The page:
7. Don’t be THAT person. The petty one. — While one rep may not have helped you well enough but the second one did, do not take it out on them by saying comments such as “well you weren’t very helpful” or “see, clearly you don’t know anything.” Anything along those lines would be better said to a supervisor so feel free to voice your concern or negative experience to a supervisor or management so that efforts are made to improve the service. There’s no need to get catty.
  8. DO tell us if we’re misunderstanding you! — Personally, I have no problem when someone tells me I’m not doing something right or understanding their point. Do not call us demeaning names or attack us verbally some way just because we are not understanding your situation right away or having issues communicating. Sometimes with that, we can ask a fellow coworker to come in and try clarifying things as a mediator.

Customers/guests who get rather rowdy should take into consideration how much harm that does for their case than good. It’s okay to be mad; we get the urgency of your situation then and there but when someone is yelling at a person, they should consider how hard it is for the representative to open up their ears to you when you’re yelling, literally and figuratively. I personally disassociate when being yelled at mainly because of an auto-defense mechanism so half of the stuff said, I probably won’t remember you said (it’s something I definitely have to figure out how to stop doing but it’s been that way due to previous traumatic experiences).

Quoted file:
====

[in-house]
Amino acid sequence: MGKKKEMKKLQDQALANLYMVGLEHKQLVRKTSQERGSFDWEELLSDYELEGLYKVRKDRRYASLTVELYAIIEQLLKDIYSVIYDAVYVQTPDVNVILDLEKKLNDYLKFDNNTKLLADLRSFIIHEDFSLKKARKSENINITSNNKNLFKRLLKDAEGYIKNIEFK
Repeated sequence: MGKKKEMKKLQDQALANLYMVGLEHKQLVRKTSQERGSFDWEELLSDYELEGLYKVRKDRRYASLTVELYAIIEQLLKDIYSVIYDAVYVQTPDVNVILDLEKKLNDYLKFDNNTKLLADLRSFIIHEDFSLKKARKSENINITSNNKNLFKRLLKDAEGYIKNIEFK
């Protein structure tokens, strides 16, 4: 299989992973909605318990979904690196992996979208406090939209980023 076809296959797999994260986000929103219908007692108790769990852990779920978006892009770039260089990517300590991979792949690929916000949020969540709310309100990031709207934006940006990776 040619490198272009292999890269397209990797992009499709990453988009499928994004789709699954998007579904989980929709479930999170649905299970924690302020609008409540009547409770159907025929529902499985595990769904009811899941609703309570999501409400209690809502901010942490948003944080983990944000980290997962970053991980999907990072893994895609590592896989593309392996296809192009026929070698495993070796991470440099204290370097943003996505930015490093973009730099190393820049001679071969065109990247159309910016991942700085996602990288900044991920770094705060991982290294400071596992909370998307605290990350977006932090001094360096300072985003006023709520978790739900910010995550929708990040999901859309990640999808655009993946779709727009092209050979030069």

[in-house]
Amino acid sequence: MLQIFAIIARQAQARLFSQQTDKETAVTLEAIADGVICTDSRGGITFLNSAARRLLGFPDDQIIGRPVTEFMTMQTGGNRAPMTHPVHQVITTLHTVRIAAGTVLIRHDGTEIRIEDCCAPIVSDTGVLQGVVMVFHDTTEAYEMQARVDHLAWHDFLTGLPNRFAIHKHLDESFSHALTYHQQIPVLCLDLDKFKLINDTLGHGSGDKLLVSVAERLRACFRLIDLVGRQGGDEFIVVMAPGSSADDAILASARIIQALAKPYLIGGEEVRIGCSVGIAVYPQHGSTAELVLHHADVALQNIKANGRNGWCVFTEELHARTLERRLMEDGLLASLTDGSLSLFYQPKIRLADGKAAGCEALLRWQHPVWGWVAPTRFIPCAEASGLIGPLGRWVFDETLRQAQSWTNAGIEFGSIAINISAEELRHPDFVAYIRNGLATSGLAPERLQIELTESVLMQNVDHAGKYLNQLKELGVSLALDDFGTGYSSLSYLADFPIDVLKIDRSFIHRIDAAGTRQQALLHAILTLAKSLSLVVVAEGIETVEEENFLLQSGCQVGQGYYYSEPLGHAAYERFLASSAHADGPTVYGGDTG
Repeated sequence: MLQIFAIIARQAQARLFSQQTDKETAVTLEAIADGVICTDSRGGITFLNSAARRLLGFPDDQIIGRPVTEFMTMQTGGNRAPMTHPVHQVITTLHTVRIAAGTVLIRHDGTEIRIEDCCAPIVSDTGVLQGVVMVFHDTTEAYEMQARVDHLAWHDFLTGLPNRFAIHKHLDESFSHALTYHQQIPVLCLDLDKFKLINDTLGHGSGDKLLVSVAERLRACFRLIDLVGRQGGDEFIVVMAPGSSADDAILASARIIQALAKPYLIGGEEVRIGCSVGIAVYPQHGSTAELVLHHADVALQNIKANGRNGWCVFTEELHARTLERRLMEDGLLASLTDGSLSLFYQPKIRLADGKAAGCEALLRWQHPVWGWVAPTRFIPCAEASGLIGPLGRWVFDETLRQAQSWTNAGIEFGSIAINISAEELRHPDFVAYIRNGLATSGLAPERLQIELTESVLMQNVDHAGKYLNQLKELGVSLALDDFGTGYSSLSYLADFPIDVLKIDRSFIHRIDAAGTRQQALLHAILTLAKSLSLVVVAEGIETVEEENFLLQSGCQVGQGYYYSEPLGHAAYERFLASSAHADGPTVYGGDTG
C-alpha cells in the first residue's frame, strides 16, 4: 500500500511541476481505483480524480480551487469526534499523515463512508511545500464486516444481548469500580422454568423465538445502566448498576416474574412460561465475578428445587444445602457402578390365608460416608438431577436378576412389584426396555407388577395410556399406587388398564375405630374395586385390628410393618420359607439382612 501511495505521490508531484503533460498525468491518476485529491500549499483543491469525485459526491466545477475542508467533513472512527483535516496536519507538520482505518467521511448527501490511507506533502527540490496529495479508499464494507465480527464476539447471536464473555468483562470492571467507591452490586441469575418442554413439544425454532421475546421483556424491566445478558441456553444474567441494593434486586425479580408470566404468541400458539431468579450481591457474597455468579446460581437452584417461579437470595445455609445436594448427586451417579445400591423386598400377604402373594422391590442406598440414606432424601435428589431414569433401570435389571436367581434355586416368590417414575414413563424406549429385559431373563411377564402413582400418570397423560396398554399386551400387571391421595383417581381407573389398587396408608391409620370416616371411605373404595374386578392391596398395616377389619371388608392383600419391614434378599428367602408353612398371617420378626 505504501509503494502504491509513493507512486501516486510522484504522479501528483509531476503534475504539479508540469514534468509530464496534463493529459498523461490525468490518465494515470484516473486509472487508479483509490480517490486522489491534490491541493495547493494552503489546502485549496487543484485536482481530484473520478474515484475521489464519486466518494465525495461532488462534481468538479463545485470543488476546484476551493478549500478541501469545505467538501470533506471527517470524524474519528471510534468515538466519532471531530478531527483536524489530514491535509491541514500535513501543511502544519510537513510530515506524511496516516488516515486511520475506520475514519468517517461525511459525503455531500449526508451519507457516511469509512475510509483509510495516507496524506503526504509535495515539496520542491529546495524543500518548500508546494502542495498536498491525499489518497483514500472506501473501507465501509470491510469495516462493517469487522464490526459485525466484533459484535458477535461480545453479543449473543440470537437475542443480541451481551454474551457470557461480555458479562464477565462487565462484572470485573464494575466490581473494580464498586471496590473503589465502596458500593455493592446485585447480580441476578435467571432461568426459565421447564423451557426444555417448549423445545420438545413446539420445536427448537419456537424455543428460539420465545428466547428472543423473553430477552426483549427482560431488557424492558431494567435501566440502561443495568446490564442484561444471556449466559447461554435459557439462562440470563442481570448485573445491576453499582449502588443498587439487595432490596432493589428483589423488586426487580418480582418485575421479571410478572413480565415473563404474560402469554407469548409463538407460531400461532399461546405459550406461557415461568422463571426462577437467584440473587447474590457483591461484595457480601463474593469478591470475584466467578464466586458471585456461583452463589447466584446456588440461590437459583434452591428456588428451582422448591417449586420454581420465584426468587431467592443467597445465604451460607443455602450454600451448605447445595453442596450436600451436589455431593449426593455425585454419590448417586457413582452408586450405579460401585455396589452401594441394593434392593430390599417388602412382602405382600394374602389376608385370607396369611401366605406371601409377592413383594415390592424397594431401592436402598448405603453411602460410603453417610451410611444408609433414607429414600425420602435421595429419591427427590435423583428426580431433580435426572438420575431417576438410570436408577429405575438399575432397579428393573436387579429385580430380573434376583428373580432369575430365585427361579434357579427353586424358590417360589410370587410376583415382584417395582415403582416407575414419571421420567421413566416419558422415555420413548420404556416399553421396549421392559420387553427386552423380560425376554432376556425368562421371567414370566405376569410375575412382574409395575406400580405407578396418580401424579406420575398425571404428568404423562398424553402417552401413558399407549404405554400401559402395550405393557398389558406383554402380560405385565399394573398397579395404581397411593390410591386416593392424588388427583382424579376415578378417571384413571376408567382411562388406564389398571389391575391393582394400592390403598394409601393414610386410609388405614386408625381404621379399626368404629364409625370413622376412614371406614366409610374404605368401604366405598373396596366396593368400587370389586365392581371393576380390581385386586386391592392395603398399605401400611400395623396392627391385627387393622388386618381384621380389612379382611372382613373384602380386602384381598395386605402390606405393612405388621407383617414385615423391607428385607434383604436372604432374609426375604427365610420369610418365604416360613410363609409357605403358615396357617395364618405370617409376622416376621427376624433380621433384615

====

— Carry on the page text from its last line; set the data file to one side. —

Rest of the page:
These are just some things I can think of that would be much appreciated from customers/guests while their seeking customer service. I saw an article somewhere that had generally the same idea with the title “How to get even better customer service” which made me laugh but generally, it’s sweet to think about. It’s all a cycle and while I like to think I enjoy dealing with challenging customers and that it helps me become a better CS provider, there’s only so much a rep can take before it gets draining and burnout becomes a possibility.

All in all, I wouldn’t leave the field for good just because of a couple bad-tasting experiences.

Stay mindful.